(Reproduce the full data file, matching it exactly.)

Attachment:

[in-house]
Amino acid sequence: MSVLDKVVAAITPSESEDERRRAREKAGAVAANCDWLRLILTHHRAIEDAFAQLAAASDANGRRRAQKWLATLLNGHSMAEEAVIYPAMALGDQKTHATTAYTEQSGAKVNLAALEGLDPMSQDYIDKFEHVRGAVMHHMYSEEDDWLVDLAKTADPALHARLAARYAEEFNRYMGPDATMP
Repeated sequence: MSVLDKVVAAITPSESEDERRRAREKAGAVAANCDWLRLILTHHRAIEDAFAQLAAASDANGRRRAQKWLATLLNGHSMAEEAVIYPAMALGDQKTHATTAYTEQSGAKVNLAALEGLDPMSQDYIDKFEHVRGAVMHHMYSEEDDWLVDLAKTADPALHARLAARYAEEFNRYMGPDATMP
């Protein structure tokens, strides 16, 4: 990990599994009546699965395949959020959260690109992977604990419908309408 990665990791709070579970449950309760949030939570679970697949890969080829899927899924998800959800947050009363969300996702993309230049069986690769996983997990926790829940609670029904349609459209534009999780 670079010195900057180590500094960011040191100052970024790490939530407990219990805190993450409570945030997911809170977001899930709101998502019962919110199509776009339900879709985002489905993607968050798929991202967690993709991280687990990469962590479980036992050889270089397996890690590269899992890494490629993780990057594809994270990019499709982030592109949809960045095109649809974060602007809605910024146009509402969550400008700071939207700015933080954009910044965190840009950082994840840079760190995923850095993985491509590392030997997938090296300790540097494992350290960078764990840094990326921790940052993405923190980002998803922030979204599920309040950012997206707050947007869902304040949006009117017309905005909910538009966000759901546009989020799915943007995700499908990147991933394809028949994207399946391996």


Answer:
[in-house]
Amino acid sequence: MSVLDKVVAAITPSESEDERRRAREKAGAVAANCDWLRLILTHHRAIEDAFAQLAAASDANGRRRAQKWLATLLNGHSMAEEAVIYPAMALGDQKTHATTAYTEQSGAKVNLAALEGLDPMSQDYIDKFEHVRGAVMHHMYSEEDDWLVDLAKTADPALHARLAARYAEEFNRYMGPDATMP
Repeated sequence: MSVLDKVVAAITPSESEDERRRAREKAGAVAANCDWLRLILTHHRAIEDAFAQLAAASDANGRRRAQKWLATLLNGHSMAEEAVIYPAMALGDQKTHATTAYTEQSGAKVNLAALEGLDPMSQDYIDKFEHVRGAVMHHMYSEEDDWLVDLAKTADPALHARLAARYAEEFNRYMGPDATMP
């Protein structure tokens, strides 16, 4: 990990599994009546699965395949959020959260690109992977604990419908309408 990665990791709070579970449950309760949030939570679970697949890969080829899927899924998800959800947050009363969300996702993309230049069986690769996983997990926790829940609670029904349609459209534009999780 670079010195900057180590500094960011040191100052970024790490939530407990219990805190993450409570945030997911809170977001899930709101998502019962919110199509776009339900879709985002489905993607968050798929991202967690993709991280687990990469962590479980036992050889270089397996890690590269899992890494490629993780990057594809994270990019499709982030592109949809960045095109649809974060602007809605910024146009509402969550400008700071939207700015933080954009910044965190840009950082994840840079760190995923850095993985491509590392030997997938090296300790540097494992350290960078764990840094990326921790940052993405923190980002998803922030979204599920309040950012997206707050947007869902304040949006009117017309905005909910538009966000759901546009989020799915943007995700499908990147991933394809028949994207399946391996």